A Childhood Home Revived For The Next Generation

A Childhood Home Revived For The Next Generation

A Childhood Home Revived For The Next Generation

Architecture

Sasha Gattermayr

A timber-clad kitchen contains stool by Ercol and a Muuto vase. Photo – Dave Kulesza.

Photo – Dave Kulesza.

Stool by Ercol and a Muuto vase. Photo – Dave Kulesza.

Rug by Loom. Bat chair by Gubi from In Good Company. Munega lamp by Luciano Vistosi from Mondoluce. B&B Italia Frank ottoman by Citterio from Space Furniture. Ercol stool. Photo – Dave Kulesza.

Rug by Loom. Spade Chair by Studio Toogood from Hub Furniture. Lobby Bench by House of Orange. Sheep skin by House of Orange. Photo – Dave Kulesza.

The dining nook. Gubi round dining table from In Good Company. Moroso St Mark chairs from Hub Furniture. Photo – Dave Kulesza.

Moroso St Mark chairs from Hub Furniture. Rug by Loom. Bat chair and round dining table by Gubi from In Good Company. Artwork by Kate Tucker (right). Artwork by Chris Connell (left).  Photo – Dave Kulesza.

Rug by Loom. Artwork by Kate Tucker. Lobby Bench by House of Orange. Munega lamp by Luciano Vistosi from Mondoluce. Photo – Dave Kulesza.

Gubi round dining table from In Good Company. Moroso St Mark chairs from Hub Furniture. Muuto vase. Photo – Dave Kulesza.

Rug by Loom. Bat chair by Gubi from In Good Company. Ercol bar stool. Eames stool from In Good Company. Roma floor lamp from Mondoluce. Photo – Dave Kulesza.

Eames stool and Martyn sofa from In Good Company. Rug by Loom. Gubi mirror. B&B Italia Frank Oval Ottoman by Citterio from Space Furniture.  Photo – Dave Kulesza.

A showstopping, gum-drop pink bathroom. Photo – Dave Kulesza.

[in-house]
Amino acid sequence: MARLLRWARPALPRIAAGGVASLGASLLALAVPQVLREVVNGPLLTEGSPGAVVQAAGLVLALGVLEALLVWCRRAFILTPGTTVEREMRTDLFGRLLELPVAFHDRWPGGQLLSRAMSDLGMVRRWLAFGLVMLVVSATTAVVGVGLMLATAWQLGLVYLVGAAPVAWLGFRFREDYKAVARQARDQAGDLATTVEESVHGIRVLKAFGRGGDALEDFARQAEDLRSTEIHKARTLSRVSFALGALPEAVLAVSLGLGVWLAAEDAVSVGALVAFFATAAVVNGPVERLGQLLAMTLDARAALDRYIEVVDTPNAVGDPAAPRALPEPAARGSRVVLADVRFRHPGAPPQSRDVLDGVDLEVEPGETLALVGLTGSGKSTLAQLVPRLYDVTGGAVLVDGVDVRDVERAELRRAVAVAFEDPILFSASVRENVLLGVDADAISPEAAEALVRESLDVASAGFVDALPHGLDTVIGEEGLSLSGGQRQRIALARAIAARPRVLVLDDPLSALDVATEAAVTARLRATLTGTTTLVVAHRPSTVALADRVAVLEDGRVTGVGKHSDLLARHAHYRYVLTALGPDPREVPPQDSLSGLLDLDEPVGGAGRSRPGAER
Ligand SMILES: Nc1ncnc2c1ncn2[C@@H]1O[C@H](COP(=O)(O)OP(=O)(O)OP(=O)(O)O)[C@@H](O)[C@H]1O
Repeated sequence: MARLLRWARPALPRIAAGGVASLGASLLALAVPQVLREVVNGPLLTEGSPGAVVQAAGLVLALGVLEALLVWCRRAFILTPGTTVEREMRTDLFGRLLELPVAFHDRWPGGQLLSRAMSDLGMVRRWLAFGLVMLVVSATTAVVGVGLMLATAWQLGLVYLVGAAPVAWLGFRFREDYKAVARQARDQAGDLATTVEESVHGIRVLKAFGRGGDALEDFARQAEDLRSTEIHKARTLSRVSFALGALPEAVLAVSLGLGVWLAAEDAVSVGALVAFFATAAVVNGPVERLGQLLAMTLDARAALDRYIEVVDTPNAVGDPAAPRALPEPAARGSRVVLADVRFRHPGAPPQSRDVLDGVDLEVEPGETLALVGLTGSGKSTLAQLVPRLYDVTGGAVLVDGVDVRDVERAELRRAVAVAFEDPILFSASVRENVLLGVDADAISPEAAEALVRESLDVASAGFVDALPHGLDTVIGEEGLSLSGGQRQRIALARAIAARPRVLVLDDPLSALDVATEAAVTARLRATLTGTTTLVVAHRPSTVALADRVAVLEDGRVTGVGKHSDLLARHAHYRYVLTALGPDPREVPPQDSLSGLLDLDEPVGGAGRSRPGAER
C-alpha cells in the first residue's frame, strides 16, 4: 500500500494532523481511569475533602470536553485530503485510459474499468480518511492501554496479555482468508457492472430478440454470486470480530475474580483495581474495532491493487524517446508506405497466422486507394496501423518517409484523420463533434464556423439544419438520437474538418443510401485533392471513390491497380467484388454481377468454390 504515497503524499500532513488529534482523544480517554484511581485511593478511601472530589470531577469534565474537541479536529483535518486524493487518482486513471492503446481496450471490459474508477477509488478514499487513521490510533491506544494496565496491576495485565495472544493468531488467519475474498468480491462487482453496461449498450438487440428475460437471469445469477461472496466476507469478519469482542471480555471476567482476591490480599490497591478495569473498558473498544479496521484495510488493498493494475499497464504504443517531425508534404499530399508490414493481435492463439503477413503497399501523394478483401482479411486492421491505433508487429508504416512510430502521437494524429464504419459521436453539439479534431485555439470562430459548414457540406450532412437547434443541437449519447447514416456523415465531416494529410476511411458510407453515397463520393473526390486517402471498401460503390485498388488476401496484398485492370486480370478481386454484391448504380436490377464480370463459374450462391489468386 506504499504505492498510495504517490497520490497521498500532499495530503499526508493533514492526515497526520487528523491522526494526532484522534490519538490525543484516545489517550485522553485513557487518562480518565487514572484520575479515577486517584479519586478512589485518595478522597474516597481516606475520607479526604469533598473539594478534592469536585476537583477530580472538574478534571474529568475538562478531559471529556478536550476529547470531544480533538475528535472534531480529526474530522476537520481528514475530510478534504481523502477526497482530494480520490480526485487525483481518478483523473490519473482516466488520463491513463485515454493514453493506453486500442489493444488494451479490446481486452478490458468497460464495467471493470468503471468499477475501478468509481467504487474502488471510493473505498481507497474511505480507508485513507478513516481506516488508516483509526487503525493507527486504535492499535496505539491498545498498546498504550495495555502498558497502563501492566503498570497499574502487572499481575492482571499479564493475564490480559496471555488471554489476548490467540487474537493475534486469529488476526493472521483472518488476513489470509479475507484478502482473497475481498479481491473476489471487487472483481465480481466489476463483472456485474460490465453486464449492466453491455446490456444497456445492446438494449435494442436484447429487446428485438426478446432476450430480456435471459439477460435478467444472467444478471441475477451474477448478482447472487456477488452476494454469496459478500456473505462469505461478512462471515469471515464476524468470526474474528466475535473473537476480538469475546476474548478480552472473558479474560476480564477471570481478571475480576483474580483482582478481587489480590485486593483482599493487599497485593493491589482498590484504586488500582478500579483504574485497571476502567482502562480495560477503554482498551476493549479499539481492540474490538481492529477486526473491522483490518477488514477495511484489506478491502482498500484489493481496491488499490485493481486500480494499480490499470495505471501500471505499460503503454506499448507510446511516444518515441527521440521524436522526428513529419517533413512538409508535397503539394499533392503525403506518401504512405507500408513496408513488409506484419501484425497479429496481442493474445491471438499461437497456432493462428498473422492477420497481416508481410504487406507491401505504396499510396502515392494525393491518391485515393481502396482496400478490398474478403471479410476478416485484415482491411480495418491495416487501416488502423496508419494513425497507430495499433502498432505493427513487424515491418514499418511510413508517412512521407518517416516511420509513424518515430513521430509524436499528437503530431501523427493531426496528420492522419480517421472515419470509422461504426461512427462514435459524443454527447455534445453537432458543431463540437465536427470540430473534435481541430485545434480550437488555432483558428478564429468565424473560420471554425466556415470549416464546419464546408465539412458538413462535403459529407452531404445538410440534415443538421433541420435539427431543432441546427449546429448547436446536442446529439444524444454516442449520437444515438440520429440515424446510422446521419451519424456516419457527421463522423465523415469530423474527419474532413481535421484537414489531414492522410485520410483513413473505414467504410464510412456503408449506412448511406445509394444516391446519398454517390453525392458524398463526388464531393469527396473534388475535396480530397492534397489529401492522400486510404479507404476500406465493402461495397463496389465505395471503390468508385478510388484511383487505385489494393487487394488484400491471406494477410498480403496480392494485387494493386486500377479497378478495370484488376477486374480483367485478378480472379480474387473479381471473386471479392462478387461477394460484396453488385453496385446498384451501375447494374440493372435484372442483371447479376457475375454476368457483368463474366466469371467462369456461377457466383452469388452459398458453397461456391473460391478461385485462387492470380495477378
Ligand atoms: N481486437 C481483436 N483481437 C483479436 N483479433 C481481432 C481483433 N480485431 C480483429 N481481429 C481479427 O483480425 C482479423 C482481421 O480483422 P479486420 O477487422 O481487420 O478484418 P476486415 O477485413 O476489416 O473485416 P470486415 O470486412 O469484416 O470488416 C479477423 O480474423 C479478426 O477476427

Stool by House of Orange. Photo – Dave Kulesza.

When Melanie Beynon  and her team were brought in to update this once-tired brick house in Toorak, it was clear they would have to tread carefully to create a sensitive modern update for their client’s childhood home.

The first port of call was opening the closed floorplan, ensuring natural light would penetrate through the home, and to allow a sense of connectedness between communal spaces. Working within the original footprint, Melanie completely overhauled the layout to create an open-plan space. A dining and living areas surround a central kitchen at the heart of the home, flanked by stately glazing to capitalise on the garden outlook.

A fine balance was struck between rejuvenating the dwelling for a new generation, and retaining the memory-filled character of the original home. The key lay in the material expression. 

‘The discovery of the original Tasmanian Oak flooring inspired the continuity in key timber elements throughout the design,’ explains Melanie, highlighting the timber-framed window openings and the statement panelled joinery throughout the kitchen. This hand-crafted element lent an artisanal touch to the interior detailing that interpreted the client’s wish for a robust and tactile material palette while still referencing the original home’s mid-century aesthetic.

The wash areas represent a complete departure from both the heritage-inspired palette and the clean, modern design supporting the rest of the home. Boldly patterned tiles in rich shades of pink, magenta and blue adorn the bathroom walls, providing an unexpected flourish of colour in an otherwise tonally understated home. ‘The bathrooms were inspired by the clients love of colour and pattern – rich blues in the master bathroom tiles and multicoloured terrazzo tiles in the main,’ says Melanie of the dramatic shift.

This precisely executed home is a masterclass in gesturing to the past while stepping firmly into the future. 

Is this totally tickling your fancy? See more projects from Melanie Beynon here.